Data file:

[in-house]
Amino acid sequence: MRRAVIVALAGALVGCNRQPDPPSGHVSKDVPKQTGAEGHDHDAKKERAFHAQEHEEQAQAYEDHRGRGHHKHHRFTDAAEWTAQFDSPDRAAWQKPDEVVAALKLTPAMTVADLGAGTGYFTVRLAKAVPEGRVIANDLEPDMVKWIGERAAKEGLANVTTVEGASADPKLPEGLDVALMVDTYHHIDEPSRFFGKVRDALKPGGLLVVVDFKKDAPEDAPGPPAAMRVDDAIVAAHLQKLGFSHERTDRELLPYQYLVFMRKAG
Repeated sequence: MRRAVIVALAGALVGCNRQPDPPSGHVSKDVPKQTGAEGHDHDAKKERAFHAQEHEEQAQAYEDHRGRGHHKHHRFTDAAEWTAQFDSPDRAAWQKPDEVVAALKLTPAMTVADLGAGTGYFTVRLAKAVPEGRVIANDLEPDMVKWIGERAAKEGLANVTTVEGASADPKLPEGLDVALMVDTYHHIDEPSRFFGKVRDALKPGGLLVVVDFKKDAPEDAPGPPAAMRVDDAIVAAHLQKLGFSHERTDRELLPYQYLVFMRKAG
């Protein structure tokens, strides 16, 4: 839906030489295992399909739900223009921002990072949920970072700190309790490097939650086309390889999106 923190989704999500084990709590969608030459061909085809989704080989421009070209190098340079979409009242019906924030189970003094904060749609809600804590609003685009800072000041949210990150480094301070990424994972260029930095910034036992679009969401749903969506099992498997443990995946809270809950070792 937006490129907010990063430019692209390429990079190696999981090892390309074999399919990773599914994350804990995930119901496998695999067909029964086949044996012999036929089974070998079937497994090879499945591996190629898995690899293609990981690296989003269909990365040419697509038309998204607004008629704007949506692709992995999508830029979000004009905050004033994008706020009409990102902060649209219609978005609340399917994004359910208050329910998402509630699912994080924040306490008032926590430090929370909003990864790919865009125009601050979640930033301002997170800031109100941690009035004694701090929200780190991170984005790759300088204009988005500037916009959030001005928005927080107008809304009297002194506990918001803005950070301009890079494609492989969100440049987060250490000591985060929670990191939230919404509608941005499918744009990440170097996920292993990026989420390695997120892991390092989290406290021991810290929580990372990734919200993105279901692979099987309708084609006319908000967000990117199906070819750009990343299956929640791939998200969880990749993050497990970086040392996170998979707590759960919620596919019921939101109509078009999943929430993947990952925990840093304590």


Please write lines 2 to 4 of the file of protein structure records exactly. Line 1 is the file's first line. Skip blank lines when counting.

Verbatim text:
Amino acid sequence: MRRAVIVALAGALVGCNRQPDPPSGHVSKDVPKQTGAEGHDHDAKKERAFHAQEHEEQAQAYEDHRGRGHHKHHRFTDAAEWTAQFDSPDRAAWQKPDEVVAALKLTPAMTVADLGAGTGYFTVRLAKAVPEGRVIANDLEPDMVKWIGERAAKEGLANVTTVEGASADPKLPEGLDVALMVDTYHHIDEPSRFFGKVRDALKPGGLLVVVDFKKDAPEDAPGPPAAMRVDDAIVAAHLQKLGFSHERTDRELLPYQYLVFMRKAG
Repeated sequence: MRRAVIVALAGALVGCNRQPDPPSGHVSKDVPKQTGAEGHDHDAKKERAFHAQEHEEQAQAYEDHRGRGHHKHHRFTDAAEWTAQFDSPDRAAWQKPDEVVAALKLTPAMTVADLGAGTGYFTVRLAKAVPEGRVIANDLEPDMVKWIGERAAKEGLANVTTVEGASADPKLPEGLDVALMVDTYHHIDEPSRFFGKVRDALKPGGLLVVVDFKKDAPEDAPGPPAAMRVDDAIVAAHLQKLGFSHERTDRELLPYQYLVFMRKAG
């Protein structure tokens, strides 16, 4: 839906030489295992399909739900223009921002990072949920970072700190309790490097939650086309390889999106 923190989704999500084990709590969608030459061909085809989704080989421009070209190098340079979409009242019906924030189970003094904060749609809600804590609003685009800072000041949210990150480094301070990424994972260029930095910034036992679009969401749903969506099992498997443990995946809270809950070792 937006490129907010990063430019692209390429990079190696999981090892390309074999399919990773599914994350804990995930119901496998695999067909029964086949044996012999036929089974070998079937497994090879499945591996190629898995690899293609990981690296989003269909990365040419697509038309998204607004008629704007949506692709992995999508830029979000004009905050004033994008706020009409990102902060649209219609978005609340399917994004359910208050329910998402509630699912994080924040306490008032926590430090929370909003990864790919865009125009601050979640930033301002997170800031109100941690009035004694701090929200780190991170984005790759300088204009988005500037916009959030001005928005927080107008809304009297002194506990918001803005950070301009890079494609492989969100440049987060250490000591985060929670990191939230919404509608941005499918744009990440170097996920292993990026989420390695997120892991390092989290406290021991810290929580990372990734919200993105279901692979099987309708084609006319908000967000990117199906070819750009990343299956929640791939998200969880990749993050497990970086040392996170998979707590759960919620596919019921939101109509078009999943929430993947990952925990840093304590």